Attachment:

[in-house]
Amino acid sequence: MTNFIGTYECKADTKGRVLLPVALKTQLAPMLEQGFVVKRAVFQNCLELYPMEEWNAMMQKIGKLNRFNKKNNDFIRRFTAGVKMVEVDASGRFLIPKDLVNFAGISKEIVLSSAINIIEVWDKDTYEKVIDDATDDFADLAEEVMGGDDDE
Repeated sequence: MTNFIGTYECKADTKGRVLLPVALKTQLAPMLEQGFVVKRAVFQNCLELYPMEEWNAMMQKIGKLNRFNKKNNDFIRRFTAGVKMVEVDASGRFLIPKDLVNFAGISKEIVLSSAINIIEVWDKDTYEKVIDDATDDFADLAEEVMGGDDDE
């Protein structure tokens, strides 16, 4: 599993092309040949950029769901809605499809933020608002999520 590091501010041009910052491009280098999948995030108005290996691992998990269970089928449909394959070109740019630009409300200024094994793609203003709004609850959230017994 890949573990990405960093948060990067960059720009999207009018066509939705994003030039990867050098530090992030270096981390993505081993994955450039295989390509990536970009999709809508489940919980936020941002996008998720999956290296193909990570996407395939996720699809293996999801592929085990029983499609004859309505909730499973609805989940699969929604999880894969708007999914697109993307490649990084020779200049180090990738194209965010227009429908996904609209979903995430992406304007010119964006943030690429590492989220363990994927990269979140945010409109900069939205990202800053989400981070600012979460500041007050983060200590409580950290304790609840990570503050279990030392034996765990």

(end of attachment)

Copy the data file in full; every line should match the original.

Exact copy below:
[in-house]
Amino acid sequence: MTNFIGTYECKADTKGRVLLPVALKTQLAPMLEQGFVVKRAVFQNCLELYPMEEWNAMMQKIGKLNRFNKKNNDFIRRFTAGVKMVEVDASGRFLIPKDLVNFAGISKEIVLSSAINIIEVWDKDTYEKVIDDATDDFADLAEEVMGGDDDE
Repeated sequence: MTNFIGTYECKADTKGRVLLPVALKTQLAPMLEQGFVVKRAVFQNCLELYPMEEWNAMMQKIGKLNRFNKKNNDFIRRFTAGVKMVEVDASGRFLIPKDLVNFAGISKEIVLSSAINIIEVWDKDTYEKVIDDATDDFADLAEEVMGGDDDE
């Protein structure tokens, strides 16, 4: 599993092309040949950029769901809605499809933020608002999520 590091501010041009910052491009280098999948995030108005290996691992998990269970089928449909394959070109740019630009409300200024094994793609203003709004609850959230017994 890949573990990405960093948060990067960059720009999207009018066509939705994003030039990867050098530090992030270096981390993505081993994955450039295989390509990536970009999709809508489940919980936020941002996008998720999956290296193909990570996407395939996720699809293996999801592929085990029983499609004859309505909730499973609805989940699969929604999880894969708007999914697109993307490649990084020779200049180090990738194209965010227009429908996904609209979903995430992406304007010119964006943030690429590492989220363990994927990269979140945010409109900069939205990202800053989400981070600012979460500041007050983060200590409580950290304790609840990570503050279990030392034996765990």